Real estate agent Gregory Greco has every reason to feel optimistic about selling a three bedroom ranch house in Bath, Ohio.

The 2,200 sq. ft. home is on a secluded 1.5-acre lot that overlooks a picturesque pond, has an updated kitchen, high-quality appliances and granite countertops.

And the asking price is only $329,000, a price that some might say is criminally low for the area.

But there is one small thing: It's the childhood home of infamous serial killer Jeffrey Dahmer.

Greco admits owning a home that was once a crime scene is not for everyone.

“Some people are not going to want any part of it. Some people want a part of it. But there have been families that have lived here since that happened. The home has transferred a number of times,” Greco told WJW-TV.

Dahmer, who murdered 17 men and boys between 1978 and 1991, moved to the house with his family when he was 8 and, starting in his teens, used to bike around the area looking for dead animals to dissect.

In 1978, when his parents were out of town, he picked up a hitchhiker named Stephen Hicks for sex and brought him back to the house. Later, when Hicks tried to leave, Dahmer bludgeoned him with a barbell.

Dahmer isn't the only well-known person who's lived in the house. The current owner, Chris Butler, is an NPR contributor and musician who may be best known for writing "I Know What Boys Like," a 1979 new wave hit for the Waitresses.

Butler wrote a piece for NPR.org back in 2009 where he explained how he could purchase and live in the former home of a notorious serial killer.

"The truth is, the vibe here is fantastic," he wrote. "The house didn't kill anybody, and I didn't see any ghosts. I'm not superstitious or a believer in the paranormal, but after months of people freaking out about where I was living, I did begin to wonder if there might be some leftover bad business in the place."

Maybe so, but he got a great deal: The notoriety of the house helped lower the price down to $245,000, about $100,000 less than similar houses in the area, according to AOL Real Estate.

The Dahmer connection brings lots of attention to the house, but Greco is very selective about who gets to see it.

“You have to have a pre-approval or proof of funds that you can purchase the house at the listed price if you want to come look at it. his is not a museum. This is someone’s home,” Greco told WJW-TV.

GALLERY: FAMOUS SERIAL KILLERS

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  • Jeffrey Dahmer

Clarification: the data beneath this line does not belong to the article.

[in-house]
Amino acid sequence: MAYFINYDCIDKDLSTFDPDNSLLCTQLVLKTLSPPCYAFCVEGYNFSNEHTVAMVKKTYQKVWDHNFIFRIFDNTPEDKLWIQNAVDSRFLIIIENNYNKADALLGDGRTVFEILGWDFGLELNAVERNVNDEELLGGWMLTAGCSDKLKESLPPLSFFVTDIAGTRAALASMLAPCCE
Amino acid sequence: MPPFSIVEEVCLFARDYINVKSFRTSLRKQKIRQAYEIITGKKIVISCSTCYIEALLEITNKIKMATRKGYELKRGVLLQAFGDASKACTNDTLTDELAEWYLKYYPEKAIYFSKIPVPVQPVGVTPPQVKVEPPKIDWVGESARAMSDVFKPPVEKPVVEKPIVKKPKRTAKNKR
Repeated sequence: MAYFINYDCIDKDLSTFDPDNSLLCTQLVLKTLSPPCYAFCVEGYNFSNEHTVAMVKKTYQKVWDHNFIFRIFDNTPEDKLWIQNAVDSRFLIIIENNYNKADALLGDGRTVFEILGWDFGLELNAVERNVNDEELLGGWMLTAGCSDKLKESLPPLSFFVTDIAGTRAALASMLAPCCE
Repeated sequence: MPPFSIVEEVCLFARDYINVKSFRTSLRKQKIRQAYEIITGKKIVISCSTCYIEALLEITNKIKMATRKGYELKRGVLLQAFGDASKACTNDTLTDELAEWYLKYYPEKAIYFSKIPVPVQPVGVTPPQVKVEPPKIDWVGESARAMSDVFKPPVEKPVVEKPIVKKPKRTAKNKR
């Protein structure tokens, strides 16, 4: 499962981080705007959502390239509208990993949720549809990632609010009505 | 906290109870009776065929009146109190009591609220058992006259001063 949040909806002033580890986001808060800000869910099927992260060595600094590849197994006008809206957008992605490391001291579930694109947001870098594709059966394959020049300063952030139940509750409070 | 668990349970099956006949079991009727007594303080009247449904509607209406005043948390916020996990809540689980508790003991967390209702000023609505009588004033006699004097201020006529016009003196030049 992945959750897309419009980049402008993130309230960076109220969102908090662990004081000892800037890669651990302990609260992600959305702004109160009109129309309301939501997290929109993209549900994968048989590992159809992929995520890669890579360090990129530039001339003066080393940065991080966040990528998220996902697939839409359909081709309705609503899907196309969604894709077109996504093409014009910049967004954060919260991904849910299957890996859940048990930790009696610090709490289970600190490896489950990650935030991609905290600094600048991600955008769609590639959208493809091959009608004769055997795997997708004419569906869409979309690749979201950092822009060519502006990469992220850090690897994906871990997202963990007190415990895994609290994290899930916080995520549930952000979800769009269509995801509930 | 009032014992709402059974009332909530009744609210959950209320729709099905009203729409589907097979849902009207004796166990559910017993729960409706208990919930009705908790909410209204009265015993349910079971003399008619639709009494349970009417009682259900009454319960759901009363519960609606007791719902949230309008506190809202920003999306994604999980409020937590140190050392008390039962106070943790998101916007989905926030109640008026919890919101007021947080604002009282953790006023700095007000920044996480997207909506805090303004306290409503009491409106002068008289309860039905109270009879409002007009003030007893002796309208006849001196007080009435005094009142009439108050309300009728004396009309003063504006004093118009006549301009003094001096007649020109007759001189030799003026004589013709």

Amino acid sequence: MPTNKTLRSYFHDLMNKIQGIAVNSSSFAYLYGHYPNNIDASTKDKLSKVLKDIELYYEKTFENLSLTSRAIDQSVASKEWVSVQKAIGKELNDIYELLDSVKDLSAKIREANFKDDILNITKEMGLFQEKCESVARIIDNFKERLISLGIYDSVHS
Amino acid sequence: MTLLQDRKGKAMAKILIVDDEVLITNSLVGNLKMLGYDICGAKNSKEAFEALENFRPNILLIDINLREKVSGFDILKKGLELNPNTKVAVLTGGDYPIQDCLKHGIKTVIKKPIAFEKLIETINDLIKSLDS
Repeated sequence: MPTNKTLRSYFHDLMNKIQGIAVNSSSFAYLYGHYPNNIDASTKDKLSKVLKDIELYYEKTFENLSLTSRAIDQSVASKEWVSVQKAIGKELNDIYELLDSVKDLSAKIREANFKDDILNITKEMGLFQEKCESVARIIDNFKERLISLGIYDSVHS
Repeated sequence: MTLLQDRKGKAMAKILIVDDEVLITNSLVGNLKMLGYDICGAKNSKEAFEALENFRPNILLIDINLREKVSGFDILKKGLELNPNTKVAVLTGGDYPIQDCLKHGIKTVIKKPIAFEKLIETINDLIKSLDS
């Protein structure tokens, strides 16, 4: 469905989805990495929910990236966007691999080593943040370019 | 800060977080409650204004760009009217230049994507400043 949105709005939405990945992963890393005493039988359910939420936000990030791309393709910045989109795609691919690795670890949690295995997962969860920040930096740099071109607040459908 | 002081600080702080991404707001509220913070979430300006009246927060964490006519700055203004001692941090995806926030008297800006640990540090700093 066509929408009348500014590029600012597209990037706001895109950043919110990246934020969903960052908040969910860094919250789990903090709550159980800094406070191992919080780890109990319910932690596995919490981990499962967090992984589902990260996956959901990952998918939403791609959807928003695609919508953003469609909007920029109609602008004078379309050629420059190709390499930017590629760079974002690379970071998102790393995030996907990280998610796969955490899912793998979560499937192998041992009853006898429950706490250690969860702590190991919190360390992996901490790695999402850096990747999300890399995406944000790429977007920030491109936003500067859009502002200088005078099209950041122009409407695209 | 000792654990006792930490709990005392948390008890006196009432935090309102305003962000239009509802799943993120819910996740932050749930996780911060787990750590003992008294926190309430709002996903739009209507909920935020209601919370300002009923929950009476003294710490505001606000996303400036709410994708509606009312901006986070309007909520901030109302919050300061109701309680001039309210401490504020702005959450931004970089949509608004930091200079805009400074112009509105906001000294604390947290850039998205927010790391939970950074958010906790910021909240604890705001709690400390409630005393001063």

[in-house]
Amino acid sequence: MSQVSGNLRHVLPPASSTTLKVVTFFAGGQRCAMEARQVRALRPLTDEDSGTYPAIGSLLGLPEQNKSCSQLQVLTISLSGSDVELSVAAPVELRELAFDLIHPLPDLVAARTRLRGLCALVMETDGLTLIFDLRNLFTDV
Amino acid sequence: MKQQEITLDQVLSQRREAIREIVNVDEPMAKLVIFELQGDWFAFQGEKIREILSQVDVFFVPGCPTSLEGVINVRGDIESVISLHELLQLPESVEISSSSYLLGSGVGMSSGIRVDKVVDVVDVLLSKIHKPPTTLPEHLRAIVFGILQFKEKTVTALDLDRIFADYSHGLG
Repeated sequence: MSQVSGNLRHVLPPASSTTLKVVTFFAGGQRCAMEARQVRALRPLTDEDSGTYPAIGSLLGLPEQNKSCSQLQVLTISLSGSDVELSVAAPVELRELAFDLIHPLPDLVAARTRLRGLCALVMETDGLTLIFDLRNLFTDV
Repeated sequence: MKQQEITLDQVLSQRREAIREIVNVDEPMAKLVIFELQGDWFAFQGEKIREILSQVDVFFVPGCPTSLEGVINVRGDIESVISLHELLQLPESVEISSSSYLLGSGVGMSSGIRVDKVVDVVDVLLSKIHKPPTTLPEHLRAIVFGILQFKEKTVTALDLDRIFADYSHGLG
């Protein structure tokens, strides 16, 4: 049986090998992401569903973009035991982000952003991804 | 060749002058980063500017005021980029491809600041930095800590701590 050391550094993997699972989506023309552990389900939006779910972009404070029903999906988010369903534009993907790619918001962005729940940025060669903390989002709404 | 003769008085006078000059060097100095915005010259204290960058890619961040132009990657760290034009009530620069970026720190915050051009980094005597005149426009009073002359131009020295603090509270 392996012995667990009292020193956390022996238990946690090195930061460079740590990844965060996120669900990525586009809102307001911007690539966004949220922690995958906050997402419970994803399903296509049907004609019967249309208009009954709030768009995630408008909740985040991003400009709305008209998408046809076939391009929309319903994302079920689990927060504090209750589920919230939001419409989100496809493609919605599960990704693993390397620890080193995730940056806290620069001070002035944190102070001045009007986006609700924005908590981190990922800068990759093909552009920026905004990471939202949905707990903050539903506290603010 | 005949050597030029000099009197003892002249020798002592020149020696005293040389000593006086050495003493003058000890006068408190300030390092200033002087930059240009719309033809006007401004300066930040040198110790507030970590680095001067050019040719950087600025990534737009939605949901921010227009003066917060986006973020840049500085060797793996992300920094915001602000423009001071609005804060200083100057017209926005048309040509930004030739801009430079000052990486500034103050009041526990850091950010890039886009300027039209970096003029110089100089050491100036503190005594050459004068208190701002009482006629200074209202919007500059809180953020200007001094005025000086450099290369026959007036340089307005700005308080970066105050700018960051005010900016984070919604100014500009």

Notorious cannibal Jeffrey Dahmer sits with his defense team during his 1991 trial. Dahmer went on a killing spree in the 1980s during which he murdered 17 men and boys. He often had sex with the corpses before dismembering them and, in some cases, ate pieces of human flesh. After his conviction, Dahmer was killed by a fellow inmate in prison.

  • John Wayne Gacy

    John Wayne Gacy was arrested in 1978 after murdering 33 men and boys. He was known as the "Killer Clown" for his work as a children's entertainer. When Gacy became the suspect in a young man's disappearance, he invited police to his home for coffee. Cops noticed a smell that could emanate from a decaying body. They returned with a search warrant and found 29 victims stuffed into crawlspaces.

  • David Berkowitz

    David Berkowitz, the "Son of Sam" killer, terrorized New York with six murders and several other shootings that ended with his 1977. When police arrested him, Berkowitz, a mailman, said his neighbor's dog commanded him to strike. He's in Sing Sing prison In New York serving life, though he's eligible for parole.

  • Angelo Buono

    Angelo Buono, a 47 year old auto upholsterer, sits in a Los Angeles courtroom Monday March 2, 1982 as he listens to opening arguments in the so called "Hillside Stranglings" case in which Buono is accused of killing 10 women and girls in the Los Angeles area between 1977 and 1978.

  • Ted Bundy

    Ted Bundy at one time in the 1970s had a bright future in the Washington State Republican Party, but instead became one of the most famous serial killers and necrophiliacs. He often deceived his victims, all women, into thinking that he was injured and in need of help before attacking them. In 1976 he was arrested for an attempted kidnapping, but while acting as his own lawyer, he escaped. He migrated to Tallahassee where he killed two women in a Florida State University sorority house. He was convicted of those murders and while on death row in 1989 he confessed to 50 other murders. <em><strong>Correction</strong>: A previous version of this slide misstated the location of the Florida State murders as Pensacola, Fla.</em>